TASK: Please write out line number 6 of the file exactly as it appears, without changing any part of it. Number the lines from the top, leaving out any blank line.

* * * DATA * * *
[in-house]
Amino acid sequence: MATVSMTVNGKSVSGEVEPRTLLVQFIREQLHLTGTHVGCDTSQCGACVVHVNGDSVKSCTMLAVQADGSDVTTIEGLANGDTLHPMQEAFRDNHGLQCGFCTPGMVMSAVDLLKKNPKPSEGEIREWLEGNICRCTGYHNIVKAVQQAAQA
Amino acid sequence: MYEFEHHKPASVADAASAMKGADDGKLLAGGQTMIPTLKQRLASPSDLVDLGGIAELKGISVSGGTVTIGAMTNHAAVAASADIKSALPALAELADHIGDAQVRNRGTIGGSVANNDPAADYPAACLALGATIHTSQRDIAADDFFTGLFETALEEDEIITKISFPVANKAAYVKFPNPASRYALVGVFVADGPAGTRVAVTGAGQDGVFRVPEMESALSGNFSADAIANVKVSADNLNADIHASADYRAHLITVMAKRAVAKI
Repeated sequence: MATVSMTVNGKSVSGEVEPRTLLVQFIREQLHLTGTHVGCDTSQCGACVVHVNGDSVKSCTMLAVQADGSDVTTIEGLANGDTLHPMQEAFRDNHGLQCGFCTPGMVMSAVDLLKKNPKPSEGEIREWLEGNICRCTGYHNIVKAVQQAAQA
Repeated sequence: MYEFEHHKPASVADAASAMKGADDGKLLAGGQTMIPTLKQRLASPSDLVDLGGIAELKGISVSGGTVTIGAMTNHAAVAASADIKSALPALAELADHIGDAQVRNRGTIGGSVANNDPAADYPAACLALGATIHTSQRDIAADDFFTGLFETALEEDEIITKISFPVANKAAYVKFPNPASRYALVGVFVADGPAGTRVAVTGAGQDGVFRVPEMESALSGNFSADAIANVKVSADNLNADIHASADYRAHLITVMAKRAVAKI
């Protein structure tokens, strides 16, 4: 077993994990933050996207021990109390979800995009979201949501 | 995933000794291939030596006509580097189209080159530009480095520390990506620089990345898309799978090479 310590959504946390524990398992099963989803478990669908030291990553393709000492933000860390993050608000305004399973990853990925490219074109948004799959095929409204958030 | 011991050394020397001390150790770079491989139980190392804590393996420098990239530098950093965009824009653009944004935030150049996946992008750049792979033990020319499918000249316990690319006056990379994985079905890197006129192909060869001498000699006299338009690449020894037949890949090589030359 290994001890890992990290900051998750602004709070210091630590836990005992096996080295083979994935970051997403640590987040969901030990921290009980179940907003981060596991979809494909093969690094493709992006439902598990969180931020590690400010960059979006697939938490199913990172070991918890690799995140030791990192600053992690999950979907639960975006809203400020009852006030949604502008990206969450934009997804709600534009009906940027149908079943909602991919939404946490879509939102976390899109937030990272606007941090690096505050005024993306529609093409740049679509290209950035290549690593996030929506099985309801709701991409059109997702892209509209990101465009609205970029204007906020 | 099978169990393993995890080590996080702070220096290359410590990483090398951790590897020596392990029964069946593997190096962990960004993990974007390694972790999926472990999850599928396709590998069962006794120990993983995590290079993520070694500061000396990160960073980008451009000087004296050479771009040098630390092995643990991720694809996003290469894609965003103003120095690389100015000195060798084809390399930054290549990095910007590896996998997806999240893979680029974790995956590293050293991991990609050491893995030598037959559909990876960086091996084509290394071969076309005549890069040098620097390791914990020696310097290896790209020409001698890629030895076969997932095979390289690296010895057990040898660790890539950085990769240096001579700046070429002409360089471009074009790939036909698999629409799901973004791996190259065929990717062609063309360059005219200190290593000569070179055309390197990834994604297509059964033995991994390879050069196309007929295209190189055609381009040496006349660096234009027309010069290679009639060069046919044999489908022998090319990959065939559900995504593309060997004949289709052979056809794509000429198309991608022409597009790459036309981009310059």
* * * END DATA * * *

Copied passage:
């Protein structure tokens, strides 16, 4: 077993994990933050996207021990109390979800995009979201949501 | 995933000794291939030596006509580097189209080159530009480095520390990506620089990345898309799978090479 310590959504946390524990398992099963989803478990669908030291990553393709000492933000860390993050608000305004399973990853990925490219074109948004799959095929409204958030 | 011991050394020397001390150790770079491989139980190392804590393996420098990239530098950093965009824009653009944004935030150049996946992008750049792979033990020319499918000249316990690319006056990379994985079905890197006129192909060869001498000699006299338009690449020894037949890949090589030359 290994001890890992990290900051998750602004709070210091630590836990005992096996080295083979994935970051997403640590987040969901030990921290009980179940907003981060596991979809494909093969690094493709992006439902598990969180931020590690400010960059979006697939938490199913990172070991918890690799995140030791990192600053992690999950979907639960975006809203400020009852006030949604502008990206969450934009997804709600534009009906940027149908079943909602991919939404946490879509939102976390899109937030990272606007941090690096505050005024993306529609093409740049679509290209950035290549690593996030929506099985309801709701991409059109997702892209509209990101465009609205970029204007906020 | 099978169990393993995890080590996080702070220096290359410590990483090398951790590897020596392990029964069946593997190096962990960004993990974007390694972790999926472990999850599928396709590998069962006794120990993983995590290079993520070694500061000396990160960073980008451009000087004296050479771009040098630390092995643990991720694809996003290469894609965003103003120095690389100015000195060798084809390399930054290549990095910007590896996998997806999240893979680029974790995956590293050293991991990609050491893995030598037959559909990876960086091996084509290394071969076309005549890069040098620097390791914990020696310097290896790209020409001698890629030895076969997932095979390289690296010895057990040898660790890539950085990769240096001579700046070429002409360089471009074009790939036909698999629409799901973004791996190259065929990717062609063309360059005219200190290593000569070179055309390197990834994604297509059964033995991994390879050069196309007929295209190189055609381009040496006349660096234009027309010069290679009639060069046919044999489908022998090319990959065939559900995504593309060997004949289709052979056809794509000429198309991608022409597009790459036309981009310059």